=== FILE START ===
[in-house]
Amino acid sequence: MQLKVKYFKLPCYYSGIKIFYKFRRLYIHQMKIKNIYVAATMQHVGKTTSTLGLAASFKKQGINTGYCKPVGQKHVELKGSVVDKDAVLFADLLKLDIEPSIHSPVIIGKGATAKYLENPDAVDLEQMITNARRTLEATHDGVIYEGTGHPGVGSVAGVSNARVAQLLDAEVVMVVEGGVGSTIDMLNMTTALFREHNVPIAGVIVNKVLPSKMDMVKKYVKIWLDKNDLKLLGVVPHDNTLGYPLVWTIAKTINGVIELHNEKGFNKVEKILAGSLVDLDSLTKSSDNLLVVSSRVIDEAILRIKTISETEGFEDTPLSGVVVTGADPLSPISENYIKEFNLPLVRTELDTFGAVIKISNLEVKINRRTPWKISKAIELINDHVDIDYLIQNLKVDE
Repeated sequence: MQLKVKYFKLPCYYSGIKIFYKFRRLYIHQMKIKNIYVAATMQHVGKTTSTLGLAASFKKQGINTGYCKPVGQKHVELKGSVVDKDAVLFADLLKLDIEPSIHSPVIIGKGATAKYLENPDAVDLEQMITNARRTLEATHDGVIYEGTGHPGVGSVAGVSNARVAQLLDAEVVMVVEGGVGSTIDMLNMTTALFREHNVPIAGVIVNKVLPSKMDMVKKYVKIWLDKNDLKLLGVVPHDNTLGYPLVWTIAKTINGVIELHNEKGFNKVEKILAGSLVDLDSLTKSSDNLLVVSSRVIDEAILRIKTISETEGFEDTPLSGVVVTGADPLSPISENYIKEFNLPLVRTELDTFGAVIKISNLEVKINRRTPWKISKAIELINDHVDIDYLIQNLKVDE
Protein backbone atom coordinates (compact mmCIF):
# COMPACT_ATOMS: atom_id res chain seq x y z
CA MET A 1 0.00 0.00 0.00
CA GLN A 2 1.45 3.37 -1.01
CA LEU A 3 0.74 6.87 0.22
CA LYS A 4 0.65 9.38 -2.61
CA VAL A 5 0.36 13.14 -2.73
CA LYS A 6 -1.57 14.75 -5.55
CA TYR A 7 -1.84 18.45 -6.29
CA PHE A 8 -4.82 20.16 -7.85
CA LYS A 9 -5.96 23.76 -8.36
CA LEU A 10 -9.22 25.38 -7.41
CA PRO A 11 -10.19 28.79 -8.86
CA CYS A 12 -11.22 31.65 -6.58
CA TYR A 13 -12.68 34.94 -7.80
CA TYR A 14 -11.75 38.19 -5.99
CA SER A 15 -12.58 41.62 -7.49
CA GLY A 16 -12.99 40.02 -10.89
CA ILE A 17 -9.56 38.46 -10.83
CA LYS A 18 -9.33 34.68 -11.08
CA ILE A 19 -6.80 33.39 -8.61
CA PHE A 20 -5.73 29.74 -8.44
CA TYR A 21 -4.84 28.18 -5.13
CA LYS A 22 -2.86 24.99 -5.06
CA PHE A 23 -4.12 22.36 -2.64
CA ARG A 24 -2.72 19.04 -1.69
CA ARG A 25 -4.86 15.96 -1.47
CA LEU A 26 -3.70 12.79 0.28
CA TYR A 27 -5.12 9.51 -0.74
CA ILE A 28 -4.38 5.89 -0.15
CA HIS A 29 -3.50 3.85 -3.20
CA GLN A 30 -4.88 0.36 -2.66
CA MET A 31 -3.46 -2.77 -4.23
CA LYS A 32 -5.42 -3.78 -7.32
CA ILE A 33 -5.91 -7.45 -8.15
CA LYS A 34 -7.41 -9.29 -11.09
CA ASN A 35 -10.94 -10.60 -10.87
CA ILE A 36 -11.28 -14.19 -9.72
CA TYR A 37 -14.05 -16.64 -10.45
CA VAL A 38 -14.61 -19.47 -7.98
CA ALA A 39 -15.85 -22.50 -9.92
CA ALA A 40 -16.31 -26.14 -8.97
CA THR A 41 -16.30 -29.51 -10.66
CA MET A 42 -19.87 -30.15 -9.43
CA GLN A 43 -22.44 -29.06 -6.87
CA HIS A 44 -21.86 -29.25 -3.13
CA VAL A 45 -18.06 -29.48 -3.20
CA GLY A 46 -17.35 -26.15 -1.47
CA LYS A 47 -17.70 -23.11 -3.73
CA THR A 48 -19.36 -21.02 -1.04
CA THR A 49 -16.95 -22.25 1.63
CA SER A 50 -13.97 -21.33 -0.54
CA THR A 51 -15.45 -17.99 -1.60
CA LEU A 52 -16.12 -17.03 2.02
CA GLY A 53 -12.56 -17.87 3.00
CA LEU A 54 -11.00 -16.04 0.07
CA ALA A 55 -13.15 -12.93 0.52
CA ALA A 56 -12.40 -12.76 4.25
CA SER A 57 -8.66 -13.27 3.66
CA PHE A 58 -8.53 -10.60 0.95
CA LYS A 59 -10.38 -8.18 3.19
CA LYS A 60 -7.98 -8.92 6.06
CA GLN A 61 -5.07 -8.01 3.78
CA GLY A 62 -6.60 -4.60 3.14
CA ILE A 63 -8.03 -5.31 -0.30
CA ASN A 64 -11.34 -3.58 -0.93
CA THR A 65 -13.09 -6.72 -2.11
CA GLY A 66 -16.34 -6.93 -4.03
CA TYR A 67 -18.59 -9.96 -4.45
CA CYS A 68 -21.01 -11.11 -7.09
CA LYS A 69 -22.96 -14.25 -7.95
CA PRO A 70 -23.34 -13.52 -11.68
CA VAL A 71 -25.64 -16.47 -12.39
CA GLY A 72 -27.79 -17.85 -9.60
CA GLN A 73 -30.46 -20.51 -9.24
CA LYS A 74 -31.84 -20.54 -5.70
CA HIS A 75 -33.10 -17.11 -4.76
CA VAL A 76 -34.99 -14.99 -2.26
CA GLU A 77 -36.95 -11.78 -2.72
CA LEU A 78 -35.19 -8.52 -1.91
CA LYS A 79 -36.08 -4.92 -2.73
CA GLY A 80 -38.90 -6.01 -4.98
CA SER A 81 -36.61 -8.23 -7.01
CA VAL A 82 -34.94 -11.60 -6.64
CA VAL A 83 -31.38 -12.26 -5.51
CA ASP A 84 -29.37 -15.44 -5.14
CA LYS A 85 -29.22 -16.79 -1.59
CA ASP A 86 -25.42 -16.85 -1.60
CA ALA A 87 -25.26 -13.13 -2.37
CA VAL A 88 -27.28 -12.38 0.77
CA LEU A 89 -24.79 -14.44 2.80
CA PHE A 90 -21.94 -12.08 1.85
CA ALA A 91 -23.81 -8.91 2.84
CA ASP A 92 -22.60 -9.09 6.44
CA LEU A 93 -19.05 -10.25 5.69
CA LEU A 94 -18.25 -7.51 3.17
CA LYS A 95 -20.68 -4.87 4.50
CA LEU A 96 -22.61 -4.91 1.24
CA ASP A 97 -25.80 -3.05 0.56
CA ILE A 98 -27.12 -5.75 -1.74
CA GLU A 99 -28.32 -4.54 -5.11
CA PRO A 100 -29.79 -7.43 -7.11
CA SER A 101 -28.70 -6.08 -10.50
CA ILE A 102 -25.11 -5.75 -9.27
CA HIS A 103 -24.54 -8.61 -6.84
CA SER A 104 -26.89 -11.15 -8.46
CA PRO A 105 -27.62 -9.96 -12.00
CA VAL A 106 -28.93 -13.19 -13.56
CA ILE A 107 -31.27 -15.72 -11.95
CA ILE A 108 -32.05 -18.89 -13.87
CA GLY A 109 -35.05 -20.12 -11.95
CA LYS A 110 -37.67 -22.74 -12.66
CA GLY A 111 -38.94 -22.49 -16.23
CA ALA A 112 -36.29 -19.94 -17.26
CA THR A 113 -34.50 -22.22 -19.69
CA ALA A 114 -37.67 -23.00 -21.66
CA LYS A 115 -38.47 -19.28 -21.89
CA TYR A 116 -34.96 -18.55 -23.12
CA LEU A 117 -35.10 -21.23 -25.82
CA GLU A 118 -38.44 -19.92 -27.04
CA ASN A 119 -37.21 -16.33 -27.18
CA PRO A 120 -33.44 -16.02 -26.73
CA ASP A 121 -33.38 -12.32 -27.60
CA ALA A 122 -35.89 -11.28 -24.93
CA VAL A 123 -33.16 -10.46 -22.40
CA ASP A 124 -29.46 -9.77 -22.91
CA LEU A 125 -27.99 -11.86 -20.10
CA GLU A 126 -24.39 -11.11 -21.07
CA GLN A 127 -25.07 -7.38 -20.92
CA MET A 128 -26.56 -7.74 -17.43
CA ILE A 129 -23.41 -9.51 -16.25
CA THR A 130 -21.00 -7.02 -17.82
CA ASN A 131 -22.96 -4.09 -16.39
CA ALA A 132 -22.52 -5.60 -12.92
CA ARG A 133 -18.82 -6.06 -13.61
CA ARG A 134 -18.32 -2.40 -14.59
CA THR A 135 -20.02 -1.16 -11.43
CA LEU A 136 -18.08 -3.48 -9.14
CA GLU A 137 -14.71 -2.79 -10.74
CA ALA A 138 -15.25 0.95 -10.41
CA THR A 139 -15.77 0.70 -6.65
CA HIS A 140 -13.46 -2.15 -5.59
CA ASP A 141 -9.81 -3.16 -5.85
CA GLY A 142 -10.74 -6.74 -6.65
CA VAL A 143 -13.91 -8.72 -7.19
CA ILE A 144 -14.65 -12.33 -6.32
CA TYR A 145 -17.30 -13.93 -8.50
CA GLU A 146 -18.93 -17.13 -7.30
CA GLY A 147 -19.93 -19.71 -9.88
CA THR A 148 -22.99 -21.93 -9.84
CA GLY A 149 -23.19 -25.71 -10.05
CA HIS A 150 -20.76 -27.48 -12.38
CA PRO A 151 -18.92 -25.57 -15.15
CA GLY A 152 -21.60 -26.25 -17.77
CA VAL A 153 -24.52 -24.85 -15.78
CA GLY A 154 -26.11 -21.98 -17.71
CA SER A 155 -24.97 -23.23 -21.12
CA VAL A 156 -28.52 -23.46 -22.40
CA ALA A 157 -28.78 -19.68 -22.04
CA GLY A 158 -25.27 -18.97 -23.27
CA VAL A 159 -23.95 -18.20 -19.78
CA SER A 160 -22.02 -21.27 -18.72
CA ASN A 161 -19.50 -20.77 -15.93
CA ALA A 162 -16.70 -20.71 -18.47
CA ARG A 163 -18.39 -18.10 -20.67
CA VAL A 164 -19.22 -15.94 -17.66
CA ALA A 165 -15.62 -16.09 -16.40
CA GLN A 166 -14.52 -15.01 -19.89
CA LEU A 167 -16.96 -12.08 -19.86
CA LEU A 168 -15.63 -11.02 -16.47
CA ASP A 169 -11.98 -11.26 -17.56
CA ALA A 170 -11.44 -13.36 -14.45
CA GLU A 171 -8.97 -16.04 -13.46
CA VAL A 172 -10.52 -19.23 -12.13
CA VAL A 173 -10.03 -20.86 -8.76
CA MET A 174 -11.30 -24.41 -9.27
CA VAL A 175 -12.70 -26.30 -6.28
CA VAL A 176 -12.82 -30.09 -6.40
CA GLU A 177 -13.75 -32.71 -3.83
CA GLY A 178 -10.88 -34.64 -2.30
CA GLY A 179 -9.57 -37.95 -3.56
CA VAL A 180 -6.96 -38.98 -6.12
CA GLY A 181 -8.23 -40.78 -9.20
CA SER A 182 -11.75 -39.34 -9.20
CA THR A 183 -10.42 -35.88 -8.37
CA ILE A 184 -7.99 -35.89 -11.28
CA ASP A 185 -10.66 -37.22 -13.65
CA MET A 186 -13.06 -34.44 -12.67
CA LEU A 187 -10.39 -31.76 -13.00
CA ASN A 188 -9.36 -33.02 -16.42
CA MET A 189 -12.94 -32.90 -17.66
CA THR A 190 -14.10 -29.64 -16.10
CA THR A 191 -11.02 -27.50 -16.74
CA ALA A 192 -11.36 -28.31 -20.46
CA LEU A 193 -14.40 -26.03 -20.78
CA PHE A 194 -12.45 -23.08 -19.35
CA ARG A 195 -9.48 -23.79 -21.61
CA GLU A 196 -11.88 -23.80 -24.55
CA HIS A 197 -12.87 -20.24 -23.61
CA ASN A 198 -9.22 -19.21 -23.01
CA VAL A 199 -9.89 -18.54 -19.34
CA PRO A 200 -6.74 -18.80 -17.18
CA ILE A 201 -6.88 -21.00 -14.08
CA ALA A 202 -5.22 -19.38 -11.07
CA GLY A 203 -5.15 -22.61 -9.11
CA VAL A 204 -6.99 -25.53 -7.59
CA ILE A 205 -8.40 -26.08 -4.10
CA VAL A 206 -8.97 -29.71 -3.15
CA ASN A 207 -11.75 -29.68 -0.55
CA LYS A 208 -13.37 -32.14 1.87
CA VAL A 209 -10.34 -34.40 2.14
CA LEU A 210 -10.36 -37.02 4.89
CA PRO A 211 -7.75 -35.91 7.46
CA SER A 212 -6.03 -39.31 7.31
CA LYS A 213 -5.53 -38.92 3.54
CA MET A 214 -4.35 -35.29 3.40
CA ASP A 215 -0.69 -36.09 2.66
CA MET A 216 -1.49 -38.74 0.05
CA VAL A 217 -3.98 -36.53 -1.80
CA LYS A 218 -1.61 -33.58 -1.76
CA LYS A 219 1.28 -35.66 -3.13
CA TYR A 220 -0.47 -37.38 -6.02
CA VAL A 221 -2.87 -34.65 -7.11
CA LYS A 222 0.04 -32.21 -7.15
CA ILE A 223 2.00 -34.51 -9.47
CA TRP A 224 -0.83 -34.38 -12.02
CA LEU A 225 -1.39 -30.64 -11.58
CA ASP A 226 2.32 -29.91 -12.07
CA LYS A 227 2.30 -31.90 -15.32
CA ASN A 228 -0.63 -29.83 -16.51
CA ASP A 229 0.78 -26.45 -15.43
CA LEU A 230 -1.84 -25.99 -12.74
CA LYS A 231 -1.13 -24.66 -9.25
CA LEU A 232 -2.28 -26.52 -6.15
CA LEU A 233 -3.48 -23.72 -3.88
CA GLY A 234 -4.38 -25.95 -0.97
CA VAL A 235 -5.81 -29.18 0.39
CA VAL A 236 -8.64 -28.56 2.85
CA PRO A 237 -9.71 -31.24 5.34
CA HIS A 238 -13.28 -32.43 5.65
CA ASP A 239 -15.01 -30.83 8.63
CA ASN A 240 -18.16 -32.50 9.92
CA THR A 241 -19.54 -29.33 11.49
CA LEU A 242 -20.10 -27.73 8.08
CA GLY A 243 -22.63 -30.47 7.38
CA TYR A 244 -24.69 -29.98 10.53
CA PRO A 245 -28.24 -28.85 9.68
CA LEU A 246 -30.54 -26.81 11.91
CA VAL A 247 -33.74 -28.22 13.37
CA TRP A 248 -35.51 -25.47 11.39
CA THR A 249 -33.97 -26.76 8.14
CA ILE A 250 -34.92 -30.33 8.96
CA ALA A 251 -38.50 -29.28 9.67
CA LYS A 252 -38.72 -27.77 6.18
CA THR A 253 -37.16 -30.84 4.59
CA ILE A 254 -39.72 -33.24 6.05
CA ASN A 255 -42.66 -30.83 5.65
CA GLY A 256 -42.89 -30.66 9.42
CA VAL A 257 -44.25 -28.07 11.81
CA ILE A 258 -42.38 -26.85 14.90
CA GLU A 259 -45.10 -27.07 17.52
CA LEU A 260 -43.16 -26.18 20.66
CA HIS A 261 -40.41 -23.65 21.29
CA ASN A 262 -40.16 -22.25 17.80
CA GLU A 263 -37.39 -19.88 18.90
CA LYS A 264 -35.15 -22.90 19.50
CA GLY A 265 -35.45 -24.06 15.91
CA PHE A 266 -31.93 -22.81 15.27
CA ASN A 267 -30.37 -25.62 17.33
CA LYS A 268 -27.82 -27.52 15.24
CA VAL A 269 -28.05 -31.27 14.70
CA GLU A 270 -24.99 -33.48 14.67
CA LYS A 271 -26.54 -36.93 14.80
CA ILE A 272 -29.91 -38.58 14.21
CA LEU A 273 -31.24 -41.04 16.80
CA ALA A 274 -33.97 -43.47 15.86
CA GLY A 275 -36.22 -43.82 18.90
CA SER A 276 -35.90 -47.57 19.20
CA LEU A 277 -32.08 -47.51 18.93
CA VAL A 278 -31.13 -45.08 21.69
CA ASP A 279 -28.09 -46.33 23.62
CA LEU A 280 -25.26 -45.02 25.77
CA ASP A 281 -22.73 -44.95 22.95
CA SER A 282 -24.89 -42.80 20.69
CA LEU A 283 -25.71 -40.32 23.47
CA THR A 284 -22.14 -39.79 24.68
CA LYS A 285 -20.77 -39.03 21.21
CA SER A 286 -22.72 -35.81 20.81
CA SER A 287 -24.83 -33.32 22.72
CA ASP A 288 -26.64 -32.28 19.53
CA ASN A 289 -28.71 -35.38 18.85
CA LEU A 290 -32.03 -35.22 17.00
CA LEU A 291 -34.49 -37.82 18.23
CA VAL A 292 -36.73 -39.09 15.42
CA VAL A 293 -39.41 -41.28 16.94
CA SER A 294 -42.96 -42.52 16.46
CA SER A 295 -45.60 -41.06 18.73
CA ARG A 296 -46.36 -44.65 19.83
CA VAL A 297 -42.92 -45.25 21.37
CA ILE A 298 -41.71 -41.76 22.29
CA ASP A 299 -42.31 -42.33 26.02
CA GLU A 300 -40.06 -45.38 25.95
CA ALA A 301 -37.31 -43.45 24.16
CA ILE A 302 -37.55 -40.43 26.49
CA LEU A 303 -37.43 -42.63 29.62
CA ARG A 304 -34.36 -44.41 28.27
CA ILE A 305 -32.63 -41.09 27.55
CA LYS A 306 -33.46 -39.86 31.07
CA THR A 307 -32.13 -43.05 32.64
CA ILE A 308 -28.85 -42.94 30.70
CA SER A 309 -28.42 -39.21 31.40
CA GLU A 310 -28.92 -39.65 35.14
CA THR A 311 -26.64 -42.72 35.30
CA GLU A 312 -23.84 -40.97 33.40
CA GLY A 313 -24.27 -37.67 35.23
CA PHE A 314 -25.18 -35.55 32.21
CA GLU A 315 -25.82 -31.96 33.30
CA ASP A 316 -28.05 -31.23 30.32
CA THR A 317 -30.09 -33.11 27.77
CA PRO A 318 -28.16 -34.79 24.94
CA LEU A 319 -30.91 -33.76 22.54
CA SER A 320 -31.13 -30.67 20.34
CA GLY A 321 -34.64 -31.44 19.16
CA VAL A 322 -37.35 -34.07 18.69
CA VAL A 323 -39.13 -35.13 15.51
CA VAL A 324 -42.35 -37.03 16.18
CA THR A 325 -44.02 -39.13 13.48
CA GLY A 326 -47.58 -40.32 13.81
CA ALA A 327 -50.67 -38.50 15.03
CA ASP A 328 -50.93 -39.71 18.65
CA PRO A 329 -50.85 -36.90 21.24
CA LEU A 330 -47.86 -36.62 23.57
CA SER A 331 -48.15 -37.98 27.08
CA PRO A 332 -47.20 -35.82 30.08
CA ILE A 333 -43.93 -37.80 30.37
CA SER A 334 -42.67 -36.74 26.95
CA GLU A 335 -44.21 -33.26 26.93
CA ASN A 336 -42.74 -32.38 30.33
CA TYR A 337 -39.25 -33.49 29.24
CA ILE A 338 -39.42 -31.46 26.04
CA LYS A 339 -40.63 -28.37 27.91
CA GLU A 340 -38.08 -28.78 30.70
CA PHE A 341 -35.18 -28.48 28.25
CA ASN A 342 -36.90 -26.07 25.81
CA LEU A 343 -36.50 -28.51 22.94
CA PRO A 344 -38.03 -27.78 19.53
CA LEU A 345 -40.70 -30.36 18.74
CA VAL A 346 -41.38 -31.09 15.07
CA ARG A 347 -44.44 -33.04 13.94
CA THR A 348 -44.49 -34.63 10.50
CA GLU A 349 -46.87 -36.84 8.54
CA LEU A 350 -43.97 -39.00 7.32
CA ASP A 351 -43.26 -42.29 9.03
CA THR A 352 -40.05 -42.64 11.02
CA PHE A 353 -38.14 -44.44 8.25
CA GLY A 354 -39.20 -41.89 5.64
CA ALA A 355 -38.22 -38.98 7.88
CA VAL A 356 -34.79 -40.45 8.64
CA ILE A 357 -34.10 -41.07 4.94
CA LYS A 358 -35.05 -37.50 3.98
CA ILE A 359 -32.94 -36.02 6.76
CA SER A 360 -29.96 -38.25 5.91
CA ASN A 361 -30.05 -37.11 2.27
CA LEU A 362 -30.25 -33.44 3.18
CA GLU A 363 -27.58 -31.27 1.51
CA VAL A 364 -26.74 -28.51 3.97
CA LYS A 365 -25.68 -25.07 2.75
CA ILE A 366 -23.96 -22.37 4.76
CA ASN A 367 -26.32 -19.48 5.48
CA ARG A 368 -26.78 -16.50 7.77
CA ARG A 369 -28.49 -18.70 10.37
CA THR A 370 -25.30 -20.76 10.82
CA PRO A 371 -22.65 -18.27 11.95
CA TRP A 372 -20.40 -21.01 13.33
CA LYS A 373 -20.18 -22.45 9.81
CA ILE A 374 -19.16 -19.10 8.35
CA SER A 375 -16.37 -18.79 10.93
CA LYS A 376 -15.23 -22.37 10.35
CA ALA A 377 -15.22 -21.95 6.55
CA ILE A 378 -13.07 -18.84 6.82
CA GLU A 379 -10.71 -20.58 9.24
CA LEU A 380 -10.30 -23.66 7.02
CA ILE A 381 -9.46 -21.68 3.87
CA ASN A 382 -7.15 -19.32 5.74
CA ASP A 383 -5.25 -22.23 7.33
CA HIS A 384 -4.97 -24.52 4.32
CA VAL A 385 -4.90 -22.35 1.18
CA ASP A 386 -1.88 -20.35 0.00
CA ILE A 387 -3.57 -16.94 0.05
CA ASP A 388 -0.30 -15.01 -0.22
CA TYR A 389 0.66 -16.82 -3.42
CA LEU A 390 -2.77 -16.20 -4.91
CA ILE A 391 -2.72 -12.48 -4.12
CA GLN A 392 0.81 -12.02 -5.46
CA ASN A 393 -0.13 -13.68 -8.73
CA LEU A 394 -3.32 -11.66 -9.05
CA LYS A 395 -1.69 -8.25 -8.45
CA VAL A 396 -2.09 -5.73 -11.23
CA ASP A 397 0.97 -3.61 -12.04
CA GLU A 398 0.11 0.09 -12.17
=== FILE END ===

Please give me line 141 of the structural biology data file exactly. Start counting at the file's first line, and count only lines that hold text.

CA LEU A 136 -18.08 -3.48 -9.14